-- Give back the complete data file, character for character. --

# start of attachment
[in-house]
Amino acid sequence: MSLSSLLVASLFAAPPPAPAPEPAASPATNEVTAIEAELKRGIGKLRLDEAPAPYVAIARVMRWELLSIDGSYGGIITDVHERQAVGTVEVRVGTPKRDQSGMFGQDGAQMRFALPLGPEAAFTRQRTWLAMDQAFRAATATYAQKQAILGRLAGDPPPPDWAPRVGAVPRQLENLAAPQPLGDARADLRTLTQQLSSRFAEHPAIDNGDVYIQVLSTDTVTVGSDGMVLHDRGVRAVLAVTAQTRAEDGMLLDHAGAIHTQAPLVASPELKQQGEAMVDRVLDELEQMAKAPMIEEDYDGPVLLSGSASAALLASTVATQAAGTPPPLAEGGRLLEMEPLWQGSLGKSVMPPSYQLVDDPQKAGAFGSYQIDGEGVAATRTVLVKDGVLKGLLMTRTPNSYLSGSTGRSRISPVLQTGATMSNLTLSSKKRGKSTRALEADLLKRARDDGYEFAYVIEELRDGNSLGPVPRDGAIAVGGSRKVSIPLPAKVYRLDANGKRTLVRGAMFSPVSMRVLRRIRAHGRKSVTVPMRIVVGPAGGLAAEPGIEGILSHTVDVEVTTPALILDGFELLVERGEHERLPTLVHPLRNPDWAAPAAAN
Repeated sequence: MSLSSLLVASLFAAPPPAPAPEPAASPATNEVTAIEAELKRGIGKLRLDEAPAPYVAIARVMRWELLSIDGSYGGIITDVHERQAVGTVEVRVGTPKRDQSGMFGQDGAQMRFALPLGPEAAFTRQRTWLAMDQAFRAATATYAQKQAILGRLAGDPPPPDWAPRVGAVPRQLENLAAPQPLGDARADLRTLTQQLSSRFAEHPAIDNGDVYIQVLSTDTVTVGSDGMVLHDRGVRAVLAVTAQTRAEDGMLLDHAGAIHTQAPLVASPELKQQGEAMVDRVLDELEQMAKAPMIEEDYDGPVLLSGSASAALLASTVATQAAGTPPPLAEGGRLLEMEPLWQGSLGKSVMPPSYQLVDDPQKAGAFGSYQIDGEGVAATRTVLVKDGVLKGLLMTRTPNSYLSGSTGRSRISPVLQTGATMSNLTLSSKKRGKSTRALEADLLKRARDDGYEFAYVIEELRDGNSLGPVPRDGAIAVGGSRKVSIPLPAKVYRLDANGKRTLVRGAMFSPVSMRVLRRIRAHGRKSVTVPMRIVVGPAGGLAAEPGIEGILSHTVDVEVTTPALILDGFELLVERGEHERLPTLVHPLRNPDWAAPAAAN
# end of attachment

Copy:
[in-house]
Amino acid sequence: MSLSSLLVASLFAAPPPAPAPEPAASPATNEVTAIEAELKRGIGKLRLDEAPAPYVAIARVMRWELLSIDGSYGGIITDVHERQAVGTVEVRVGTPKRDQSGMFGQDGAQMRFALPLGPEAAFTRQRTWLAMDQAFRAATATYAQKQAILGRLAGDPPPPDWAPRVGAVPRQLENLAAPQPLGDARADLRTLTQQLSSRFAEHPAIDNGDVYIQVLSTDTVTVGSDGMVLHDRGVRAVLAVTAQTRAEDGMLLDHAGAIHTQAPLVASPELKQQGEAMVDRVLDELEQMAKAPMIEEDYDGPVLLSGSASAALLASTVATQAAGTPPPLAEGGRLLEMEPLWQGSLGKSVMPPSYQLVDDPQKAGAFGSYQIDGEGVAATRTVLVKDGVLKGLLMTRTPNSYLSGSTGRSRISPVLQTGATMSNLTLSSKKRGKSTRALEADLLKRARDDGYEFAYVIEELRDGNSLGPVPRDGAIAVGGSRKVSIPLPAKVYRLDANGKRTLVRGAMFSPVSMRVLRRIRAHGRKSVTVPMRIVVGPAGGLAAEPGIEGILSHTVDVEVTTPALILDGFELLVERGEHERLPTLVHPLRNPDWAAPAAAN
Repeated sequence: MSLSSLLVASLFAAPPPAPAPEPAASPATNEVTAIEAELKRGIGKLRLDEAPAPYVAIARVMRWELLSIDGSYGGIITDVHERQAVGTVEVRVGTPKRDQSGMFGQDGAQMRFALPLGPEAAFTRQRTWLAMDQAFRAATATYAQKQAILGRLAGDPPPPDWAPRVGAVPRQLENLAAPQPLGDARADLRTLTQQLSSRFAEHPAIDNGDVYIQVLSTDTVTVGSDGMVLHDRGVRAVLAVTAQTRAEDGMLLDHAGAIHTQAPLVASPELKQQGEAMVDRVLDELEQMAKAPMIEEDYDGPVLLSGSASAALLASTVATQAAGTPPPLAEGGRLLEMEPLWQGSLGKSVMPPSYQLVDDPQKAGAFGSYQIDGEGVAATRTVLVKDGVLKGLLMTRTPNSYLSGSTGRSRISPVLQTGATMSNLTLSSKKRGKSTRALEADLLKRARDDGYEFAYVIEELRDGNSLGPVPRDGAIAVGGSRKVSIPLPAKVYRLDANGKRTLVRGAMFSPVSMRVLRRIRAHGRKSVTVPMRIVVGPAGGLAAEPGIEGILSHTVDVEVTTPALILDGFELLVERGEHERLPTLVHPLRNPDWAAPAAAN